Kentucky: U.S. Attorney Duncan Announces $1.5 Million to Support Testing, Tracking of Sexual Assault Kits and an Additional $1.49 Million to Advance Forensic Science in Kentucky
U.S. Attorney Duncan announced $1.5 million in Department of Justice grants to the Kentucky Justice and Public Safety Cabinet, to help law enforcement agencies and crime labs process sexual assault evidence and increase the number of sexual assault kits submitted to crime labs in order to solve more crimes, including cold cases, in the Eastern District of Kentucky. The grants, awarded by the Department’s Office of Justice Programs, are part of more than $45 million in funding to support the National Sexual Assault Kit Initiative (SAKI).
OJP’s Bureau of Justice Assistance made 36 grants to strengthen jurisdictions’ capacity to act on evidence resulting from rape kits, and three grants to the Sexual Assault Forensic Evidence ? Inventory, Tracking and Reporting (SAFE-ITR) program.
“Far too many people endure the physical and emotional trauma of a sexual assault only to have evidence of the crime remain unanalyzed,” said Katharine T. Sullivan, OJP’s Principal Deputy Assistant Attorney General. “These grants will help investigators get these kits to labs, where they can be tested, used to solve crimes and ultimately bring justice to victims.”
“The grant funding provided to the Kentucky Justice and Public Safety Cabinet helps further the interests of justice, by providing critical support to law enforcement and prosecutorial activities related to the testing and use of evidence in sexual assault investigations,” said U.S. Attorney Duncan. “With the additional funding, more sexual assault kits can be tested, potentially leading to evidence to assist in holding offenders accountable and providing justice to the victims of the crime.”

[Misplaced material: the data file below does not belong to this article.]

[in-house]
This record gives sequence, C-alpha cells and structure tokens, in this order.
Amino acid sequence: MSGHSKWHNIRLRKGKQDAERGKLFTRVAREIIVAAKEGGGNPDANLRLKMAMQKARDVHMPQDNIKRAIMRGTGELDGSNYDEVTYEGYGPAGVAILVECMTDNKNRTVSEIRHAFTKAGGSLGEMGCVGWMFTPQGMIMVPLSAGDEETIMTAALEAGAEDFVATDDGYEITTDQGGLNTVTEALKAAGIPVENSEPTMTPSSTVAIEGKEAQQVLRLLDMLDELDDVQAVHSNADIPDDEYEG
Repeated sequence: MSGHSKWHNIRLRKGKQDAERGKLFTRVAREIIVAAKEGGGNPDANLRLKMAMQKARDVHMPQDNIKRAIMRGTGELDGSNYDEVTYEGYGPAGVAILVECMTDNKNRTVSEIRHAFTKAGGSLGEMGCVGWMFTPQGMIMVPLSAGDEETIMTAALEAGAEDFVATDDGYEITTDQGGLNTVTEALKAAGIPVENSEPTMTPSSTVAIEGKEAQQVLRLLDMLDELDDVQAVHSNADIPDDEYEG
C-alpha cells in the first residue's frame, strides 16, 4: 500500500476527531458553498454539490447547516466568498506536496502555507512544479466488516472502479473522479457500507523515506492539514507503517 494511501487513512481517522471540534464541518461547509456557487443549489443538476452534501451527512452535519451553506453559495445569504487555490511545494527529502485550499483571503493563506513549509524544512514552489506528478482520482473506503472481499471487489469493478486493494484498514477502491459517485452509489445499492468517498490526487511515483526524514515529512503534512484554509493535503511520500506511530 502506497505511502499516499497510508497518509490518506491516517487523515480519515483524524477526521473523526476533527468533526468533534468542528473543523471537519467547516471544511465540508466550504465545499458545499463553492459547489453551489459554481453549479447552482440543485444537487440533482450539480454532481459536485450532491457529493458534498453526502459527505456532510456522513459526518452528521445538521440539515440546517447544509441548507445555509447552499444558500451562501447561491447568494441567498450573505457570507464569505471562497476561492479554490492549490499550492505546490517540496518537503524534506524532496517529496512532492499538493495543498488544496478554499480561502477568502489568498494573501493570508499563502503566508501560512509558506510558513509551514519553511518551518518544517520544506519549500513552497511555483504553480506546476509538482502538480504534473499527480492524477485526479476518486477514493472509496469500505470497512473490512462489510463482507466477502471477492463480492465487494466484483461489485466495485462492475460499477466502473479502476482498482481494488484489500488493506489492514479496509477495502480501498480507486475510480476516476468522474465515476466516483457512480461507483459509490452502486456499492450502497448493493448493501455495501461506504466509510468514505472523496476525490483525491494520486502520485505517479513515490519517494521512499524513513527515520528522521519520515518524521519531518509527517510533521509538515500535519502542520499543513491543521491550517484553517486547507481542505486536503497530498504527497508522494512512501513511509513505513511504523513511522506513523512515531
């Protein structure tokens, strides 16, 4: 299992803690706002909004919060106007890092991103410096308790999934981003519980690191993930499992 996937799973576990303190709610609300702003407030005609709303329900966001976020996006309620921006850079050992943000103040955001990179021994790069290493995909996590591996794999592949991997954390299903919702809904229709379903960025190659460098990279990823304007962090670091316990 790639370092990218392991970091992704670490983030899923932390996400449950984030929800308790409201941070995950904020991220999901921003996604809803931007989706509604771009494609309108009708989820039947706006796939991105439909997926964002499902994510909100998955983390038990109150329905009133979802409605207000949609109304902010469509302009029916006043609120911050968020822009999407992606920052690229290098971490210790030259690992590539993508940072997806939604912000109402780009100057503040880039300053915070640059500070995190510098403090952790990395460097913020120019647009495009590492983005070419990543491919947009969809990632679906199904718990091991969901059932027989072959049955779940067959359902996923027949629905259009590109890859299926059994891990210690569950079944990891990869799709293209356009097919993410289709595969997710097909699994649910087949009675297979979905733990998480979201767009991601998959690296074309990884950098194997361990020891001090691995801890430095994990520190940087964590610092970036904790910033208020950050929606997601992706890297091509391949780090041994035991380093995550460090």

For a complete list of individual grant programs, award amounts, and jurisdictions that will receive funding, visit here. More information about OJP and its components can be found at www.ojp.gov.
U.S. Attorney Duncan also announced $993,018 was awarded to help fund crime laboratories, decrease DNA backlogs, support basic and applied forensic research, and help law enforcement identify missing persons. These grants, awarded by the Department’s Office of Justice Programs, are part of $192 million in funding to advance forensic science nationwide.
“Developments in forensic science have given investigators an extraordinary array of tools that can be enlisted to solve crimes and bring answers to victims and survivors, often after many years and even decades,” said Deputy Assistant Attorney General Sullivan. “These investments in crime-fighting technology, from DNA analysis to drug toxicology to forensic anthropology, will help identify and convict perpetrators, ensure justice for innocent victims and keep communities safe by deterring future criminal activity.”
“The award of these grant funds will help the Commonwealth utilize the tools necessary to further investigations, solve crimes, and bring justice to victims,” said U.S. Attorney Duncan.
Since 2004, the Office of Justice Programs has received an annual appropriation for DNA and other forensic science activities. The funding, administered through OJP’s Bureau of Justice Assistance and National Institute of Justice, supports DNA analysis, laboratory capacity enhancement and forensic science research that provides knowledge and tools to improve the quality and practice of forensic science.
The following organizations received funding: